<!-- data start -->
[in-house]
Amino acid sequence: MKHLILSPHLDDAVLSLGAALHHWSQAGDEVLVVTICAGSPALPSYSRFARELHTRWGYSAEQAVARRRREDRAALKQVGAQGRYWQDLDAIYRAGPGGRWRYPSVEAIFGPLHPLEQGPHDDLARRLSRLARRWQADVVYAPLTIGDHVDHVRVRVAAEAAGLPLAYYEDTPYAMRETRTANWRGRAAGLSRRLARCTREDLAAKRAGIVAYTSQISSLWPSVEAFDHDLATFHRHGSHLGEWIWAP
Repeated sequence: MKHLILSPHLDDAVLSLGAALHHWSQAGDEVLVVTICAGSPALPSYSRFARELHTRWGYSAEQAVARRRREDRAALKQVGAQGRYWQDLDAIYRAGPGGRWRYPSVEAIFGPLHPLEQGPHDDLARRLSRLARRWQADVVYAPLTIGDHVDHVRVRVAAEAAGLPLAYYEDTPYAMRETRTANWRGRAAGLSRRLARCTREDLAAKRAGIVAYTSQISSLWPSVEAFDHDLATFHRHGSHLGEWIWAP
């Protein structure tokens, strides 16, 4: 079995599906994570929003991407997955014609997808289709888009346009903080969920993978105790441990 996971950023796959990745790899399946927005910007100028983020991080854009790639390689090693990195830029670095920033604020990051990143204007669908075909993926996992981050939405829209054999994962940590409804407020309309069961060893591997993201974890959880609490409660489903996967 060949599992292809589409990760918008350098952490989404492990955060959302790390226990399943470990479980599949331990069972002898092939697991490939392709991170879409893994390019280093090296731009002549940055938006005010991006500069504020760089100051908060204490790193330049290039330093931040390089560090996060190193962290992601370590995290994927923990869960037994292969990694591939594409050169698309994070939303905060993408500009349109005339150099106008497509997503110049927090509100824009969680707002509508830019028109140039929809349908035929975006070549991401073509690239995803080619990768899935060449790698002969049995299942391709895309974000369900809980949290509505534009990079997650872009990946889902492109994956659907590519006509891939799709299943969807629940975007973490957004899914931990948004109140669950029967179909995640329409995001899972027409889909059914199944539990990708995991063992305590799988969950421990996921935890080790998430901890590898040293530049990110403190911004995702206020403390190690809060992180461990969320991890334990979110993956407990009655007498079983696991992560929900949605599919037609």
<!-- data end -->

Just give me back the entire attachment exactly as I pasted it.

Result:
[in-house]
Amino acid sequence: MKHLILSPHLDDAVLSLGAALHHWSQAGDEVLVVTICAGSPALPSYSRFARELHTRWGYSAEQAVARRRREDRAALKQVGAQGRYWQDLDAIYRAGPGGRWRYPSVEAIFGPLHPLEQGPHDDLARRLSRLARRWQADVVYAPLTIGDHVDHVRVRVAAEAAGLPLAYYEDTPYAMRETRTANWRGRAAGLSRRLARCTREDLAAKRAGIVAYTSQISSLWPSVEAFDHDLATFHRHGSHLGEWIWAP
Repeated sequence: MKHLILSPHLDDAVLSLGAALHHWSQAGDEVLVVTICAGSPALPSYSRFARELHTRWGYSAEQAVARRRREDRAALKQVGAQGRYWQDLDAIYRAGPGGRWRYPSVEAIFGPLHPLEQGPHDDLARRLSRLARRWQADVVYAPLTIGDHVDHVRVRVAAEAAGLPLAYYEDTPYAMRETRTANWRGRAAGLSRRLARCTREDLAAKRAGIVAYTSQISSLWPSVEAFDHDLATFHRHGSHLGEWIWAP
């Protein structure tokens, strides 16, 4: 079995599906994570929003991407997955014609997808289709888009346009903080969920993978105790441990 996971950023796959990745790899399946927005910007100028983020991080854009790639390689090693990195830029670095920033604020990051990143204007669908075909993926996992981050939405829209054999994962940590409804407020309309069961060893591997993201974890959880609490409660489903996967 060949599992292809589409990760918008350098952490989404492990955060959302790390226990399943470990479980599949331990069972002898092939697991490939392709991170879409893994390019280093090296731009002549940055938006005010991006500069504020760089100051908060204490790193330049290039330093931040390089560090996060190193962290992601370590995290994927923990869960037994292969990694591939594409050169698309994070939303905060993408500009349109005339150099106008497509997503110049927090509100824009969680707002509508830019028109140039929809349908035929975006070549991401073509690239995803080619990768899935060449790698002969049995299942391709895309974000369900809980949290509505534009990079997650872009990946889902492109994956659907590519006509891939799709299943969807629940975007973490957004899914931990948004109140669950029967179909995640329409995001899972027409889909059914199944539990990708995991063992305590799988969950421990996921935890080790998430901890590898040293530049990110403190911004995702206020403390190690809060992180461990969320991890334990979110993956407990009655007498079983696991992560929900949605599919037609």